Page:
The reason so many hate ‘austerity’ is that it is associated with living within your means.

Those who hate it have been listening for decades to politicians who nearly unanimously promise that those whose votes they’re buying will under the new regime be subsidized by Someone Else, preferably ‘the rich’, but foreign taxpayers will do as well.

Looks like Someone Else has run out of patience.

Greece has now run out of Other People’s Money. How long before other Euro economies do the same thing?

I’ve yet to see how “rearranging deck chairs” equates with bailing out or even stabilizing a sinking ship. It’s past time to let this ship (of state – e.g. Greece) go under. It’s only when richer economies quit enabling the borrowing by broke countries that debtor countries will stop trying to borrow to live a rich lifestyle. That is called being responsible

I don’t see how the plight of the Greek people can get any worse. They are in the midst of a 1930’s Great Depression: overall unemployment, 26%; youth unemployment, 50%; loss of GDP, 25%. This is not austerity; it is all out economic warfare.

Total default on the debt, leaving the Euro and EU, would not make Greece’s situation any worse, and it might lay the foundation for some recovery. The reality is that Greece has nothing to lose.

    Pettifogger in reply to bob sykes. | February 3, 2015 at 1:15 pm

    Greece has a long way to go down yet. Look at Venezuela or Zimbabwe. If they don’t face up to their situation, that’s where they will go.

      rabidfox in reply to Pettifogger. | February 3, 2015 at 9:27 pm

      Pettifogger, look at what drove both Zimbabwe and Venezuela to where they currently are and what is now in charge of Greece. Greece WILL fall to these levels – it’s the only thing than communists can do with an economy.

pablo panadero | February 3, 2015 at 11:03 am

My evergreen comment on Greece and the EU is that the question is not when Greece will exit the EU, but when Germany will exit. Germany is the only adult in the room and will soon tire of being the source of “other people’s money”.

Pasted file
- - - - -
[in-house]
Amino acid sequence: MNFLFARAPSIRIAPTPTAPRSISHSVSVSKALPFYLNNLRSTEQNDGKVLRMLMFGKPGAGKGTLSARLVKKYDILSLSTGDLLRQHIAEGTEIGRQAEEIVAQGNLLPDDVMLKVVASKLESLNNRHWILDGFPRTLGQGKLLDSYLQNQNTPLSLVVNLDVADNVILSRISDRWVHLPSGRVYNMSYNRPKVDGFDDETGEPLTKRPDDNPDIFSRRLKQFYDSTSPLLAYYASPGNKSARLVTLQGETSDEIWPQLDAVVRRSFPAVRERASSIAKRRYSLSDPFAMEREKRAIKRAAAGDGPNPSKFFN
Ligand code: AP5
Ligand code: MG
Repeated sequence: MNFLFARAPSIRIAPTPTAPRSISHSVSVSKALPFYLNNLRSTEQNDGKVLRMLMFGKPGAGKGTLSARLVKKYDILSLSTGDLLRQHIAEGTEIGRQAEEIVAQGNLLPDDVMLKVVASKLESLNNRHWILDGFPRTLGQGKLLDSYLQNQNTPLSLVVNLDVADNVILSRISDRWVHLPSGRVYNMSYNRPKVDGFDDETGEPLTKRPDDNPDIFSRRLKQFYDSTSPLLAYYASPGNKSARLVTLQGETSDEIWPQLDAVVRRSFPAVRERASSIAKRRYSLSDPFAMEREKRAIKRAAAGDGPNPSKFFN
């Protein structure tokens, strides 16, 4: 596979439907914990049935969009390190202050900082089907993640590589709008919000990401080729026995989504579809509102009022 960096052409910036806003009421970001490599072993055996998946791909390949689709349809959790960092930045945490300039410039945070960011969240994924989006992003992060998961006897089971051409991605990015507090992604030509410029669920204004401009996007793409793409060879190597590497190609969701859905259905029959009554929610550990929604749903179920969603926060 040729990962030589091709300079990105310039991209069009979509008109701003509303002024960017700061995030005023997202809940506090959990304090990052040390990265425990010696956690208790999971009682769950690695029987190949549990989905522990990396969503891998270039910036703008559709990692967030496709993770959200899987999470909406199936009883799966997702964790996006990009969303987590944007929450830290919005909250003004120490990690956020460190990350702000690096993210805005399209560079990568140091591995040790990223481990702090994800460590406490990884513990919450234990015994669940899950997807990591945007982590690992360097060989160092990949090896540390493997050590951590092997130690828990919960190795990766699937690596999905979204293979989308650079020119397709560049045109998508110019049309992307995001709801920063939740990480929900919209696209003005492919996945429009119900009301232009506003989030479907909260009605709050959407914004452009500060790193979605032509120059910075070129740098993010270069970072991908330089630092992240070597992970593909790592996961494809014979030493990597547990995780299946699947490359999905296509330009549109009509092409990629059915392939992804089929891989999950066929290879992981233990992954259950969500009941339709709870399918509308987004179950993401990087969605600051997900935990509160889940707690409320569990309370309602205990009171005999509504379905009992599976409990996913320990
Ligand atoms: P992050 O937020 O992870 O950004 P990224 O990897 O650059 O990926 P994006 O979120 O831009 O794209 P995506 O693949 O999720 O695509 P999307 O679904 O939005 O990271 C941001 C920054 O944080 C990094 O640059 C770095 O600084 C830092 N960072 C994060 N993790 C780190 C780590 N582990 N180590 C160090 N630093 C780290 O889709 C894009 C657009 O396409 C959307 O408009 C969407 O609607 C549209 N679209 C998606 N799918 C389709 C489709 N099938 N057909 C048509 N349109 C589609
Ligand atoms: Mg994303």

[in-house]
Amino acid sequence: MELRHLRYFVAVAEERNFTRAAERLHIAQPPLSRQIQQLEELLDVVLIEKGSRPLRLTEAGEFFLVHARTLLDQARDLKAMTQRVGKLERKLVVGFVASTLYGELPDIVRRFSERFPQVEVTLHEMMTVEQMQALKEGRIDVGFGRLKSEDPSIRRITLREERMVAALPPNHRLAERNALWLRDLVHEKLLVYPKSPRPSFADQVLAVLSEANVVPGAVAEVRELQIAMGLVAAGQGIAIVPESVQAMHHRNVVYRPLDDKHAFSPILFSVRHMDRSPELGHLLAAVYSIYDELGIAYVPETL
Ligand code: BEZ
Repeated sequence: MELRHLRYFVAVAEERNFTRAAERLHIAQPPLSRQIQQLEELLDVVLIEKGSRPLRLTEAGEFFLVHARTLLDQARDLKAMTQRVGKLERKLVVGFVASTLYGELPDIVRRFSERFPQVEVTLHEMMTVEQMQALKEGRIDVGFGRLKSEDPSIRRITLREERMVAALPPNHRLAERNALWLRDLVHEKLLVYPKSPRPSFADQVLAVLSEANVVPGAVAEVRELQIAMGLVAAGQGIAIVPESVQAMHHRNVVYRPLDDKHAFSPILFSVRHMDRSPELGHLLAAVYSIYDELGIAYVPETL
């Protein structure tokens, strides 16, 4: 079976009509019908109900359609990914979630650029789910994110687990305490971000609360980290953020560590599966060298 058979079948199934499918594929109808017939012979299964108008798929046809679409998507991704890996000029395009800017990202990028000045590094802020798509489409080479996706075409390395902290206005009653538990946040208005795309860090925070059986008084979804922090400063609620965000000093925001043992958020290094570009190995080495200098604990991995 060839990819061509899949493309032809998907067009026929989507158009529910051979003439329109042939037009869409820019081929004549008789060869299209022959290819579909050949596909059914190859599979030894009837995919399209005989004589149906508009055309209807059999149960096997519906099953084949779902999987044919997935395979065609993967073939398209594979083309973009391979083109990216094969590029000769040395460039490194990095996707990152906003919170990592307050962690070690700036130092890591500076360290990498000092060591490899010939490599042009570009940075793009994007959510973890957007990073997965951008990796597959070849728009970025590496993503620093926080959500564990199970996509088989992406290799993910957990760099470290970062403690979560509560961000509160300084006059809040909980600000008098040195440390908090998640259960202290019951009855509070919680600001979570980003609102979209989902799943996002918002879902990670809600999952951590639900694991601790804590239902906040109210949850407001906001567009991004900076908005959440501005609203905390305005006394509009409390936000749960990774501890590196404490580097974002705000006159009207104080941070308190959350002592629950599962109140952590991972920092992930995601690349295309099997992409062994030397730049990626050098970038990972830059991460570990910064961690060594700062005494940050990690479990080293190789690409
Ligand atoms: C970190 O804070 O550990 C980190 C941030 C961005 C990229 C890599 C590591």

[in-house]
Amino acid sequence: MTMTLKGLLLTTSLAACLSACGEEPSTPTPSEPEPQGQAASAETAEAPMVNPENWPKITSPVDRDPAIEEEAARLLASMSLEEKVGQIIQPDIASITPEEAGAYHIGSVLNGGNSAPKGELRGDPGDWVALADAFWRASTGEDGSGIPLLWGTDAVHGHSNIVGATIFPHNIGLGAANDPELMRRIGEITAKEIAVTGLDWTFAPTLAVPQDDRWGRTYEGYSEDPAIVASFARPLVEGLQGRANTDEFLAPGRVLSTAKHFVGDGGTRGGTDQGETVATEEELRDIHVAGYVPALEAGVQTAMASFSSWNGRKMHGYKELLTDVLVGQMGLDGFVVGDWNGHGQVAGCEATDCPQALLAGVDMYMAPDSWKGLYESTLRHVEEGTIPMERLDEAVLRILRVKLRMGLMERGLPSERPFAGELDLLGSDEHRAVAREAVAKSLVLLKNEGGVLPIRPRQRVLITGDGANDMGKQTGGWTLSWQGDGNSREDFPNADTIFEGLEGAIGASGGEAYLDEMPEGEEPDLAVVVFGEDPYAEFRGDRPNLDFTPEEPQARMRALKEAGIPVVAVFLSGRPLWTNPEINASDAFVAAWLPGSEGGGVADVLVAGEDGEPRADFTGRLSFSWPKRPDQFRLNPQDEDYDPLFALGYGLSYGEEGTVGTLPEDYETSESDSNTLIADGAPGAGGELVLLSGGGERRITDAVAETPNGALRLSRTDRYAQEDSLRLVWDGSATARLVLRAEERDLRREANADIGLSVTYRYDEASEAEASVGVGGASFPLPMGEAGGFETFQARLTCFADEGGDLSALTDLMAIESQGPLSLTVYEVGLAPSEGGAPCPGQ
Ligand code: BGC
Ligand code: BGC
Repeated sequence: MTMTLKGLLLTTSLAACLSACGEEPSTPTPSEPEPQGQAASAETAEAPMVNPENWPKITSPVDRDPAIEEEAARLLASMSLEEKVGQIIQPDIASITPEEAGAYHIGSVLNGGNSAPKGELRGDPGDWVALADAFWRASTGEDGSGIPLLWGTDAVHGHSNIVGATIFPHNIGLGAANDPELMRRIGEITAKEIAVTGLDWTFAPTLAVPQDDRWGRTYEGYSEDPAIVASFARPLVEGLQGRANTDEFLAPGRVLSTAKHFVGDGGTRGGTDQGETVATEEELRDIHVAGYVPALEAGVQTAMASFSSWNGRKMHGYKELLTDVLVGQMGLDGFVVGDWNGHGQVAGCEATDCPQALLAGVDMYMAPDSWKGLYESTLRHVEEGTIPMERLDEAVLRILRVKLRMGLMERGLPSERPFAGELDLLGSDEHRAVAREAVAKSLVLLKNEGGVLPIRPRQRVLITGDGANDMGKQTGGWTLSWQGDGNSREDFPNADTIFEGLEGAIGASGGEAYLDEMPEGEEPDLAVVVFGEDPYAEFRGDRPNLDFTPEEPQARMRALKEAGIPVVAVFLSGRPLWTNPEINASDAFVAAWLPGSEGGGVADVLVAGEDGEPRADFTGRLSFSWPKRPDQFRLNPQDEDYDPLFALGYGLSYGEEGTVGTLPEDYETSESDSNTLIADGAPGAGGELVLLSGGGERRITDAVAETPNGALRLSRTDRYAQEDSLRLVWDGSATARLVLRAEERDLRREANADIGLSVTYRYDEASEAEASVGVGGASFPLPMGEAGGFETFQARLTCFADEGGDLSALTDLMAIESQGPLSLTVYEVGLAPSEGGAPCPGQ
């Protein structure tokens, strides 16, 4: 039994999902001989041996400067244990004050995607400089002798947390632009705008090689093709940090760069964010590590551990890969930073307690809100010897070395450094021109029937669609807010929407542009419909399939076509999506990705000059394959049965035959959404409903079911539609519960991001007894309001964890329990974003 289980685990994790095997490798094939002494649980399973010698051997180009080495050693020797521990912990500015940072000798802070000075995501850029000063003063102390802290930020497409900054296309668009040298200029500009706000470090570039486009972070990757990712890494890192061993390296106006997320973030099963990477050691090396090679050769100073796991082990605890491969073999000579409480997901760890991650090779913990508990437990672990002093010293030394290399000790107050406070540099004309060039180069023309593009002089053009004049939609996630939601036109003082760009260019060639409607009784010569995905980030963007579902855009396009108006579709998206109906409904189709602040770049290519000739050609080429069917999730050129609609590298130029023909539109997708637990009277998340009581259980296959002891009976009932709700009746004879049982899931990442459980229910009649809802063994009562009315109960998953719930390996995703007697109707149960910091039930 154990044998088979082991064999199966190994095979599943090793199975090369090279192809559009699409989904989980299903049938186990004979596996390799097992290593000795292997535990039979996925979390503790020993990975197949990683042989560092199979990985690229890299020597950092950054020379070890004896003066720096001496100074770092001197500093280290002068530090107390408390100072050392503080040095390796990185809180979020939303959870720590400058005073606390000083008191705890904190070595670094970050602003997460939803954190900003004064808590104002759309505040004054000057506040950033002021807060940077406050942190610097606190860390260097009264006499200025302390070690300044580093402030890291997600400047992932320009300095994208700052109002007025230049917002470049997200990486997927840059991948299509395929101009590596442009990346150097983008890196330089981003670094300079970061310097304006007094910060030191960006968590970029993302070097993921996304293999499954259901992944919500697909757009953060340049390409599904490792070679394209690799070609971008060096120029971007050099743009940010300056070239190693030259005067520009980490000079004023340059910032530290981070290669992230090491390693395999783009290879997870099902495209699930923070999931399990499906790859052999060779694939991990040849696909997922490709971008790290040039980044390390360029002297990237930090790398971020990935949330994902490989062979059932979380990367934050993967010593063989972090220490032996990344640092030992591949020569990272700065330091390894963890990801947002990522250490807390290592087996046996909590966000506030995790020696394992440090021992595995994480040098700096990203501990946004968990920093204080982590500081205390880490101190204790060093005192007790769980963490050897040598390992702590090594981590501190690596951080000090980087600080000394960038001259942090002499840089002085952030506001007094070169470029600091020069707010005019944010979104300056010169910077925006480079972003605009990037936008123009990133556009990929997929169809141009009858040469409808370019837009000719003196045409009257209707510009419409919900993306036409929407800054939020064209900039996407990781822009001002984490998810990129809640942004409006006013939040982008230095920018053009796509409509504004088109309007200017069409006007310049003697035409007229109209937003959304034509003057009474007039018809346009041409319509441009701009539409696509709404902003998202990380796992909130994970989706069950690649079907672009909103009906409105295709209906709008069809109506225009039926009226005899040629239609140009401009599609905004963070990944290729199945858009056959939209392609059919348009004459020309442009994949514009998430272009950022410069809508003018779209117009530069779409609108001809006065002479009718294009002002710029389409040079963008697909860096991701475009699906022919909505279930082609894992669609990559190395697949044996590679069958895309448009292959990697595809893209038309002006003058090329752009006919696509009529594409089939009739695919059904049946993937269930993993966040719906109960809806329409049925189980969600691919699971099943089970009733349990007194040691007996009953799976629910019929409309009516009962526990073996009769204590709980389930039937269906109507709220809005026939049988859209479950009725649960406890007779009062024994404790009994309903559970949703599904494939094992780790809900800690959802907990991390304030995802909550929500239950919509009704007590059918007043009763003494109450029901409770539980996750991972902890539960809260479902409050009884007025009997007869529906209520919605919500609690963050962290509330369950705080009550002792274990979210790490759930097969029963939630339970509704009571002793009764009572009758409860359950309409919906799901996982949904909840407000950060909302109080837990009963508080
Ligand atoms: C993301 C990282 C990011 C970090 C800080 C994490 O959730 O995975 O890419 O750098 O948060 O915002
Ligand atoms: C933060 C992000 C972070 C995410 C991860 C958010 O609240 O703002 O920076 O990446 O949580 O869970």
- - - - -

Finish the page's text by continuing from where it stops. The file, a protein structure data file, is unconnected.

Any success in downgrading debt or some measure of debt forgiveness will be emulated by the left in Portugal, Spain and Italy. They will win elections promising the same debt relief that the Greeks get.

The end result will be Germany re-instituting the DM and an exit from the EU.

    Denan Jones in reply to pablo panadero. | February 4, 2015 at 7:20 pm

    At some point, the EU becomes a burden to the German economy that is not offset by the advantages.

    However, Germany’s exit would have negative impacts to it’s trading partners (as in the whole house of cards collapses…) that also have negative economic impacts to the German economy.

    How do you say “Damned if you and damned if you don’t” in German?

This doesn’t really sound like a refusal, more like the first step toward eventual surrender:

she said: “I do not envisage fresh debt cancellation.

“There has already been voluntary debt forgiveness by private creditors, banks have already slashed billions from Greece’s debt.”

Refusal is “No, absolutely no more, regardless of the consequences”. Push has not come to shove yet, and the brinksmanship has started with Merkel sounding weak-kneed.

Democrats count on America voting for communism not austerity, per the Greek model. Queen Hillary would redistribute wealth from productive America, under the banner of feminist and racial fairness, with a little climate justice thrown in the mix.